Figure 1. Distribution of hepatitis A crude notification rates in EU/EEA countries, 2011
Risk groups and vaccination in EU/EEA
Susceptible individuals from the EU/EEA countries at higher risk of exposure to HAV include travellers to areas of high endemicity, people visiting friends and family in high endemicity areas, expatriates living in these areas, marginalised groups living under poor sanitary conditions, people who inject drugs, men who have sex with men  and, very rarely, recipients of blood and blood products . The number of travellers from the EU/EEA to destinations with high hepatitis A endemicity is increasing. As a result, those destinations may appear less exotic and individuals may be less prone to consult travel medicine clinics before departure.
Inactivated hepatitis A vaccines are safe and effective for both pre- and post-exposure prophylaxis . The WHO recommends routine childhood vaccination in countries with intermediate endemicity, including southern and eastern EU countries, but not in high endemicity countries. In western and northern EU/EEA countries, where endemicity ranges from low to very low, the WHO recommendation is to vaccinate only high-risk groups . Some EU countries with intermediate endemicity recommend universal vaccination at the national level (e.g. Greece since 2008 ) or at the regional level (e.g. Catalonia, Spain  or Apulia, Italy  since 1998). Most EU/EEA countries have issued recommendations at least for some risk groups (Figure 2) but those are not necessarily associated with programmes, budgeted resources and coverage monitoring [20,21]. An economic evaluation conducted in the US estimated that the universal hepatitis A vaccination for children implemented in 2006 in the US led to herd immunity and has been a cost saving intervention for the first three years after introduction and cost-neutral over the first 10 years of the programme . Information campaigns and increased access through removal of financial barriers can increase uptake in the EU/EEA countries. For example, Denmark and Norway provide hepatitis A vaccine free of charge to people with chronic liver diseases and people who inject drugs . The WHO does not provide recommendations on the use of hepatitis A vaccination for outbreak control: although immunisation has been reported to be effective in controlling outbreaks in small communities, there is still lack of evidence on the wide-spread use of vaccination to control large outbreaks .
Figure 2. EU/EEA countries recommending hepatitis A virus vaccination to groups defined by the WHO as at high risk for exposure or at risk of serious clinical outcome, 2013 (n = 30a)
Outbreaks in the EU/EEA in the past decade
Several hepatitis A outbreaks have been reported in the EU/EEA in the past decade. Some have affected high risk groups while others have spread in the general population. We divided the outbreaks in three groups, depending on the mode and setting of infection.
Travel-related outbreaks were defined as those affecting EU/EEA residents while abroad, regardless of the mode of transmission. From November 2012 to June 2013, over 100 travellers to Egypt from 14 EU/EFTA countries were infected with HAV of sub-genotype IB [23,24]. Similar outbreaks among European travellers to Egypt were reported in 2004  and 2008 . For all these outbreaks, a food- and/or waterborne transmission was plausible.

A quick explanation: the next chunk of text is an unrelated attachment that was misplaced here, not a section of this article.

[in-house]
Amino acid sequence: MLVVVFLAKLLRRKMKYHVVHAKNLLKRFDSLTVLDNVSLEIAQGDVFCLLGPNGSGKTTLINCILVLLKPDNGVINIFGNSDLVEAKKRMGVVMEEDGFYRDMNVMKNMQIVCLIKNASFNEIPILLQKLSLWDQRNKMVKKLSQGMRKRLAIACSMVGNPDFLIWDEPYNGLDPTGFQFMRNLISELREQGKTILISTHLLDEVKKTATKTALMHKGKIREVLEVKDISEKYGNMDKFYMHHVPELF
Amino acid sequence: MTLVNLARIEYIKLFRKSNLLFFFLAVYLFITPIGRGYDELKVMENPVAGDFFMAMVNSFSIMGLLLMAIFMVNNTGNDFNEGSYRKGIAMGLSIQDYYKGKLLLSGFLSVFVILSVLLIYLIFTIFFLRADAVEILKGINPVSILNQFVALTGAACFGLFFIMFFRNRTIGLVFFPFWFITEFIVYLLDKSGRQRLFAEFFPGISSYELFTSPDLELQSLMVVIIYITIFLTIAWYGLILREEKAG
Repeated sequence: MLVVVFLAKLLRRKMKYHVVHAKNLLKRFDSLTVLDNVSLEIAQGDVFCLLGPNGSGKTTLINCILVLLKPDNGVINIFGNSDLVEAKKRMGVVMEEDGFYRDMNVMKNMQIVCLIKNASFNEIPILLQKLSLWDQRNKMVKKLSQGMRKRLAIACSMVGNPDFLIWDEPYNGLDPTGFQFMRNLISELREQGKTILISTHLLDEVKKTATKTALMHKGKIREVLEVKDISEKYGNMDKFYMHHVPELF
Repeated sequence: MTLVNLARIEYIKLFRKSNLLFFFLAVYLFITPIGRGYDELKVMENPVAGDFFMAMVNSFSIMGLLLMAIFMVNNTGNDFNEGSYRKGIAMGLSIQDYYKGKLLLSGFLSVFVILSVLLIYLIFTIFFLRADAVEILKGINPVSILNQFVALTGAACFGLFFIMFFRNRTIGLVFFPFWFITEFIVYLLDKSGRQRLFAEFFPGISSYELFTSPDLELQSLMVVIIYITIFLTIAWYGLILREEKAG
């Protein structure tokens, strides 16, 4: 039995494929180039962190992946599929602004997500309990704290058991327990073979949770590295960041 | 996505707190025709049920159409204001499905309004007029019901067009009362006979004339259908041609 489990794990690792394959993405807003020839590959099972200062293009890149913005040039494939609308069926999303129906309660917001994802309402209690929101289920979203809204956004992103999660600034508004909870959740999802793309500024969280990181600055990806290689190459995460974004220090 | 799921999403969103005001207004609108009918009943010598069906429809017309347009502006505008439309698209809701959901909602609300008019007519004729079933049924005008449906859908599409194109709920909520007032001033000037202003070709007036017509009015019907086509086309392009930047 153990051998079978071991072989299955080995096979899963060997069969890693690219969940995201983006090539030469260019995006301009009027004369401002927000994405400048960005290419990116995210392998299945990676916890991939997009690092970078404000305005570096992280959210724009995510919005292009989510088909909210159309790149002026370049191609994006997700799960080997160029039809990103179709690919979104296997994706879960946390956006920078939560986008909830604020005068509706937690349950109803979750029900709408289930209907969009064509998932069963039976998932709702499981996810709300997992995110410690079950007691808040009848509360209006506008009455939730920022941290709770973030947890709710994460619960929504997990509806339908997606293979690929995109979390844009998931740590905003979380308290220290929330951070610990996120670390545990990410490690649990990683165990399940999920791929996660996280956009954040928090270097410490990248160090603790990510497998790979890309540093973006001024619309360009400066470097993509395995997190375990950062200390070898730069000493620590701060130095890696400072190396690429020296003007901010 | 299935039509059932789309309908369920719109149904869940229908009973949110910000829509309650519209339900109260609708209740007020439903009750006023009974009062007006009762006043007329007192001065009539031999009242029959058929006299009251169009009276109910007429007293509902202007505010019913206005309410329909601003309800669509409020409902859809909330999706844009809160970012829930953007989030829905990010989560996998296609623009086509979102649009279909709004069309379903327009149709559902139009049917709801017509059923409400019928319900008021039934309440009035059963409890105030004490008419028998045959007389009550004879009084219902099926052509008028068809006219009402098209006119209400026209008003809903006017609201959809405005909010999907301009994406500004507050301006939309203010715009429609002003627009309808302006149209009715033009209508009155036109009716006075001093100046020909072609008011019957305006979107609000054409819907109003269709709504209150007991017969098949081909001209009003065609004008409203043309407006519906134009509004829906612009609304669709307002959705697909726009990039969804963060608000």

Community-wide outbreaks were defined as those for which the primary mode of transmission was person-to-person contact, including among people who use drugs. These outbreaks often start within high-risk groups and later spread to the general community (e.g. in Latvia in 2008 ). Also religious groups, migrants and ethnic minorities have been affected (e.g. the Orthodox Jewish community in London 2011 ).
Food-borne outbreaks were defined as those for which consumption of contaminated food in the EU/EEA was the primary vehicle of infection. From 2009 to 2011, three clusters of HAV infection with sub-genotype IB in France, the Netherlands and the United Kingdom were associated with consumption of semi-dried tomatoes from Turkey [6,7,28]. In the first half of 2013, two different outbreaks of hepatitis A associated with consumption of frozen berries were reported, one in Denmark, Finland, Norway and Sweden (sub-genotype IB)  and the other in Italy and Ireland (sub-genotype IA) . In several outbreaks associated with fresh food products, investigations pointed to food handlers involved in harvesting or preparation of the products as the source of contamination, for example in 2004 in Belgium .
Why do we see outbreaks in the EU and what to expect in the future?
The susceptible proportion of the EU/EEA population is growing fast as a result of declining HAV incidence. HAV vaccine uptake has not been high enough to compensate for the fall in natural immunity. On the one hand, as disease severity increases with the patient’s age, increasing numbers of susceptible adults could potentially result in more severe disease, and eventually in higher case fatality ratios. On the other hand, the lower rates could also compensate for the higher case fatality ratios and the overall mortality might not increase or decrease.
‘Seeding events’, when HAV is introduced to a population with low immunity via a food- or travel-associated primary case, may lead to community transmission. However, person-to-person transmission is uncommon. In the outbreak in Denmark, Finland, Norway and Sweden in 2013, associated with consumption of frozen berries, only 10% of cases were secondary cases .
Self-controls by the industries and official controls by the food safety authorities are unlikely to completely prevent the importation of HAV-contaminated foods from highly endemic countries into the EU/EEA*. The infective dose is presumably low  and it is technically challenging to detect HAV contamination in food products . Because the virus is resistant to many preservation methods, contaminated preserved products (e.g. frozen fruits and dried vegetables) may remain on the market over long periods of time and result in slowly propagating multinational outbreaks in which the cases are widely dispersed in time and space.